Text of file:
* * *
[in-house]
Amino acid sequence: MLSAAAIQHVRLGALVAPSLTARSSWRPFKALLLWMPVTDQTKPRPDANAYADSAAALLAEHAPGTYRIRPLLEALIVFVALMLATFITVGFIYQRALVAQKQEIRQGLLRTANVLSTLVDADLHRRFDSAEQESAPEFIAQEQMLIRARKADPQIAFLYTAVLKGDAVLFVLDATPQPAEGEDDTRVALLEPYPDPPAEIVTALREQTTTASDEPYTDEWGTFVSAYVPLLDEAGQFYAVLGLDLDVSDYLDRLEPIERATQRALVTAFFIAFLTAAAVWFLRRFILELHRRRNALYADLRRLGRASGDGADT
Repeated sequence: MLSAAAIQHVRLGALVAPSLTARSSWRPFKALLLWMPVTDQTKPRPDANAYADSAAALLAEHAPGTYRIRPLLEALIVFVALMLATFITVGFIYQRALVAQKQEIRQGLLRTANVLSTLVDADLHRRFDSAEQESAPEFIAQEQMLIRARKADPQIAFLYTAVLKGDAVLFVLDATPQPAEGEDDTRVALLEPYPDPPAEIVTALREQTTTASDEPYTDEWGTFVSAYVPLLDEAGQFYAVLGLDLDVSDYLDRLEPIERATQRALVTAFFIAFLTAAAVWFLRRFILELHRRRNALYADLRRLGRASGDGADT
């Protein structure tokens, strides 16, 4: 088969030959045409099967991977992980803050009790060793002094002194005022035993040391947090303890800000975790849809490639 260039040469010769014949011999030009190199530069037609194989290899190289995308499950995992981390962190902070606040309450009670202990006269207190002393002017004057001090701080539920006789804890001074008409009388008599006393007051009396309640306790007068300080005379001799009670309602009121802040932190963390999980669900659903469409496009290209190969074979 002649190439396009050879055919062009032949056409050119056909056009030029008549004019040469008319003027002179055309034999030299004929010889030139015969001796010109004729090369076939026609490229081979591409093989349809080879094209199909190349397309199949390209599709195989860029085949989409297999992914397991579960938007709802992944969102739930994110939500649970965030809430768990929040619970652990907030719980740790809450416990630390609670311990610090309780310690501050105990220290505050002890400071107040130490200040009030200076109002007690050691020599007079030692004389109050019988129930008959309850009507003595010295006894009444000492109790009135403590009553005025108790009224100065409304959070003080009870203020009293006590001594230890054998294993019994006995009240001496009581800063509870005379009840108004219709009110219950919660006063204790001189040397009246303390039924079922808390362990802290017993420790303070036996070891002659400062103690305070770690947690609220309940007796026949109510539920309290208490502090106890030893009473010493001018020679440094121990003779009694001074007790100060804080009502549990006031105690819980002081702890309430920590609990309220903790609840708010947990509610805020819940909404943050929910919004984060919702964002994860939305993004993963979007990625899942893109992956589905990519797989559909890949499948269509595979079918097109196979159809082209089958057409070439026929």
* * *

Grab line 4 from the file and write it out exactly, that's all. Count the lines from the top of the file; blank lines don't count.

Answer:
């Protein structure tokens, strides 16, 4: 088969030959045409099967991977992980803050009790060793002094002194005022035993040391947090303890800000975790849809490639 260039040469010769014949011999030009190199530069037609194989290899190289995308499950995992981390962190902070606040309450009670202990006269207190002393002017004057001090701080539920006789804890001074008409009388008599006393007051009396309640306790007068300080005379001799009670309602009121802040932190963390999980669900659903469409496009290209190969074979 002649190439396009050879055919062009032949056409050119056909056009030029008549004019040469008319003027002179055309034999030299004929010889030139015969001796010109004729090369076939026609490229081979591409093989349809080879094209199909190349397309199949390209599709195989860029085949989409297999992914397991579960938007709802992944969102739930994110939500649970965030809430768990929040619970652990907030719980740790809450416990630390609670311990610090309780310690501050105990220290505050002890400071107040130490200040009030200076109002007690050691020599007079030692004389109050019988129930008959309850009507003595010295006894009444000492109790009135403590009553005025108790009224100065409304959070003080009870203020009293006590001594230890054998294993019994006995009240001496009581800063509870005379009840108004219709009110219950919660006063204790001189040397009246303390039924079922808390362990802290017993420790303070036996070891002659400062103690305070770690947690609220309940007796026949109510539920309290208490502090106890030893009473010493001018020679440094121990003779009694001074007790100060804080009502549990006031105690819980002081702890309430920590609990309220903790609840708010947990509610805020819940909404943050929910919004984060919702964002994860939305993004993963979007990625899942893109992956589905990519797989559909890949499948269509595979079918097109196979159809082209089958057409070439026929």